Hibiscus is the common name and genus name for a group of about 250 species of shrubs, trees, and herbaceous plants in the mallow family (Malvaceae), characterized by alternate leaves and generally large and showy, often bell-shaped flowers with stamens united into a tubular structure surrounding the style. Hibiscuses typically have five sepals and five petals, or the sepals may be basally connected to form a calyx with five teeth. Also known by the common name of rosemallow, this genus includes such well-known members as rose of Sharon (Hibiscus syriacusand) and China rose (Hibiscus rosa-sinensis), with roselle (Hibiscus sabdariffa) being the most commonly known species for medicinal purposes.
Hibiscus plants provide important ecological, aesthetic, culinary, and medicinal values. Ecologically, the large hibiscus flowers provide nectar to such large pollinators as hummingbirds. They also are used as food plants by many insects. For humans, the hibiscus flower is renowned for its beauty. With numerous varieties, cultivars, and hybrids, coming in a variety of colors (red, white, pink, orange), with a single or double set of petals, and being often large and trumpet shaped, the hibiscus is popular as a garden plant and as a potted plant, while a single flower is traditionally worn by Hawaiian women. Various plants also are used medicinally, to treat a wide variety of ailments, and are used for culinary purposes, making popular commercial teas. Thus, the hibiscus plants, while advancing their own individual function (reproduction, survival, and so on), also advance a larger function for the ecosystem and for humans.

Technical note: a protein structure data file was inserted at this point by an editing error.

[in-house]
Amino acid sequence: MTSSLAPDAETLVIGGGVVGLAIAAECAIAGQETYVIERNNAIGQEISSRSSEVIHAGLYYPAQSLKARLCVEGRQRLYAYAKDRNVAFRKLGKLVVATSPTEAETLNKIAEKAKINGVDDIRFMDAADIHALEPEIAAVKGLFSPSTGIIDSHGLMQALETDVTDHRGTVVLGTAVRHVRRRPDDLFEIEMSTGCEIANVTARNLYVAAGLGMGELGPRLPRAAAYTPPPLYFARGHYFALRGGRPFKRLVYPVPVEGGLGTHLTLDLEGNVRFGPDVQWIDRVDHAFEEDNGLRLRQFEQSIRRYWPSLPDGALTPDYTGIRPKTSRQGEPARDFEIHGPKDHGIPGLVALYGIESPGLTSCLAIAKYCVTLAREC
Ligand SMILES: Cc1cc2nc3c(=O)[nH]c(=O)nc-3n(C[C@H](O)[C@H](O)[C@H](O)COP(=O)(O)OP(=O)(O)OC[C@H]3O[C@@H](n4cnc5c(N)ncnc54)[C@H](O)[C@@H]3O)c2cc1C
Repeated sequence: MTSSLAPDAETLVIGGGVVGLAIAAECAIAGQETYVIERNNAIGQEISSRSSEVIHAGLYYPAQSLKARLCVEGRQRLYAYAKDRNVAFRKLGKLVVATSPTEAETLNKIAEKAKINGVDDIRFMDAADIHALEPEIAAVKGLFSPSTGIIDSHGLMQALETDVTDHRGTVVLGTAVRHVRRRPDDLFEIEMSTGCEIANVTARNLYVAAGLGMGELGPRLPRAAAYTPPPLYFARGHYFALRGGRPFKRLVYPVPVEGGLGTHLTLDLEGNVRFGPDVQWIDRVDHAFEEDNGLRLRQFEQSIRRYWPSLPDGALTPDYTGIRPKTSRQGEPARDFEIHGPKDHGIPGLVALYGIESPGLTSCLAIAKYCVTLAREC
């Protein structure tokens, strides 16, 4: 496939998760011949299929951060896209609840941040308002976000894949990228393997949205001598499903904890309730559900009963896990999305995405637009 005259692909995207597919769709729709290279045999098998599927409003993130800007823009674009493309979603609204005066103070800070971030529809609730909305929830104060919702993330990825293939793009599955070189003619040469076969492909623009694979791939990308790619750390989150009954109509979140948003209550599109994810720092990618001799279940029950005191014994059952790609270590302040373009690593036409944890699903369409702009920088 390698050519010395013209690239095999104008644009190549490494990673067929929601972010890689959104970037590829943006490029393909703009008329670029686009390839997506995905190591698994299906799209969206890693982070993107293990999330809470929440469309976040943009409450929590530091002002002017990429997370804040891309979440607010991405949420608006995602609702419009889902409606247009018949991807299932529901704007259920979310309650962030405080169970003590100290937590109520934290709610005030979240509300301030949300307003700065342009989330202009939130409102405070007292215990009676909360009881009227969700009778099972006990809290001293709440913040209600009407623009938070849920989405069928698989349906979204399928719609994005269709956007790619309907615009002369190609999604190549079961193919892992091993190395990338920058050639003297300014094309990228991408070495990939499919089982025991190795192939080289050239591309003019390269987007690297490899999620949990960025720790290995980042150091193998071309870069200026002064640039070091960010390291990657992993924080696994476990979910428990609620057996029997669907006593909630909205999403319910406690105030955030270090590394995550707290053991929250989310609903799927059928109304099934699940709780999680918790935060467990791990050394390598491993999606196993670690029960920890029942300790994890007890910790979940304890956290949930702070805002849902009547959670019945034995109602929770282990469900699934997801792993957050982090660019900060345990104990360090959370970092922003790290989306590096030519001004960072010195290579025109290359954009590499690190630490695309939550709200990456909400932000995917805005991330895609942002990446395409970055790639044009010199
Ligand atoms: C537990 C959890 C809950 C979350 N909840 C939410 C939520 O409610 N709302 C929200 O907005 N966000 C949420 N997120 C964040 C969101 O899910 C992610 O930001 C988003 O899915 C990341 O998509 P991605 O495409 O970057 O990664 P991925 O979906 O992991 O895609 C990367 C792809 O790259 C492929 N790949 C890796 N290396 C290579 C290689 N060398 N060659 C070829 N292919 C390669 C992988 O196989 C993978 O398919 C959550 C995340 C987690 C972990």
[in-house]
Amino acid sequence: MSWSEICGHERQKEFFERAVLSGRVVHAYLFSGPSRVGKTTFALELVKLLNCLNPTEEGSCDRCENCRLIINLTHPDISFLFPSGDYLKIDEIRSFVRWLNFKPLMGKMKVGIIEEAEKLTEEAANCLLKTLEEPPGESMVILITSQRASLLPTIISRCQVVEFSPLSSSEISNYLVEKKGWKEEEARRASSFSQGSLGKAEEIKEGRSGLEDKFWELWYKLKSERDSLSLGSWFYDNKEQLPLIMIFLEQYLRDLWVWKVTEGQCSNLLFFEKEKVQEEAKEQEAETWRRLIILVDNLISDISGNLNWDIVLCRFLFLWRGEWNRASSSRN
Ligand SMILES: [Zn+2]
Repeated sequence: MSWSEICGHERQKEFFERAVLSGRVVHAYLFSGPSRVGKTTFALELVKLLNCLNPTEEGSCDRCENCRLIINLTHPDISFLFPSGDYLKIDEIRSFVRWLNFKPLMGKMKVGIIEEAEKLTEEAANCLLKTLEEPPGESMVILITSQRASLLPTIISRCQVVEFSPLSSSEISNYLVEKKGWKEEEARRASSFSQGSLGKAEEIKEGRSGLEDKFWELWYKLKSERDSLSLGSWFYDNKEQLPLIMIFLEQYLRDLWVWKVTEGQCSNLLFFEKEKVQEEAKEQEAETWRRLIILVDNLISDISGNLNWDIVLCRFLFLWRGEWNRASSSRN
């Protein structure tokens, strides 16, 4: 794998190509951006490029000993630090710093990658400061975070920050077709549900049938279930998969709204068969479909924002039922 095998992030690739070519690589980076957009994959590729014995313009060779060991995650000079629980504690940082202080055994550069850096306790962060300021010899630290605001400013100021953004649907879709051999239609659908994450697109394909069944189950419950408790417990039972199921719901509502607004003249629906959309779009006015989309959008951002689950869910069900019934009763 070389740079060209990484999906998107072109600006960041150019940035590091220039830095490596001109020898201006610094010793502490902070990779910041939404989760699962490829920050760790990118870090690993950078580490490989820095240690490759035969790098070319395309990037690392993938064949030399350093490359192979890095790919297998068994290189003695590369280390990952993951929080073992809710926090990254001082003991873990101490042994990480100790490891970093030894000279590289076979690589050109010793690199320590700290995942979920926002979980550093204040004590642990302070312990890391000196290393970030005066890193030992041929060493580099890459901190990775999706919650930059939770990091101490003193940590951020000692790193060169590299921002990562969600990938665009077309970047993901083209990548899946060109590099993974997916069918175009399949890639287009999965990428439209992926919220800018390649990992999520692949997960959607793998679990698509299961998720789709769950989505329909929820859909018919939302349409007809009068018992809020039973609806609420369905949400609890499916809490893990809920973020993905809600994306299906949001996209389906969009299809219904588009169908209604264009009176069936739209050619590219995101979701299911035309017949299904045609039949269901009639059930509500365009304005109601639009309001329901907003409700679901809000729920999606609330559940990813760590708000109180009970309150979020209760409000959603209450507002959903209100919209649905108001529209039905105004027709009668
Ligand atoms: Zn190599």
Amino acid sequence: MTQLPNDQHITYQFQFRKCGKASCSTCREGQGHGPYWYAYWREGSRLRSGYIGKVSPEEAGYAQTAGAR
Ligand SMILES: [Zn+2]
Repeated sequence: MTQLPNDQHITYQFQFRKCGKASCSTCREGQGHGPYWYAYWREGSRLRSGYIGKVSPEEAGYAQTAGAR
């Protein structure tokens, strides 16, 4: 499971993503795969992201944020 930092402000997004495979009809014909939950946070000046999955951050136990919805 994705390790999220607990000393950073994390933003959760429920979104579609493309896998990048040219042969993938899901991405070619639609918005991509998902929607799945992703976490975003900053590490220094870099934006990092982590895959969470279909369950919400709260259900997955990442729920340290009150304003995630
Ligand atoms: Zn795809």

Overview and description
Malvaceae, the flowering plant family to which Hibiscus belongs, contains such well known members as cocoa, cotton, okra, and baobab. Members of this family generally have leaves that are alternate, often palmately lobed or compound and palmately veined. The margin may be entire, but when dentate a vein ends at the tip of each tooth (malvoid teeth). Stipules are present. The flowers generally have five valvate sepals, most frequently basally connate, and they have give imbricate petals. The stamens are five to numerous, connate at least at their bases, but often forming a tube around the pistils. The pistils are composed of two to many connate carpels. The ovary is superior. Capitate or lobed stigma. The flowers have nectaries made of many tightly packed glandular hairs, usually positioned on the sepals.
The Hibiscus genus includes both annual and perennial herbaceous plants, and woody shrubs and small trees. The leaves are alternate, simple, ovate to lanceolate, often with a toothed or lobed margin. The flowers are large, conspicuous, trumpet-shaped, with five or more petals, ranging from white to pink, red, purple, or yellow, and from 4 to 15 centimeters(1.5-6 inches) broad. The fruit is a dry five-lobed capsule, containing several seeds in each lobe, which are released when the capsule splits open at maturity.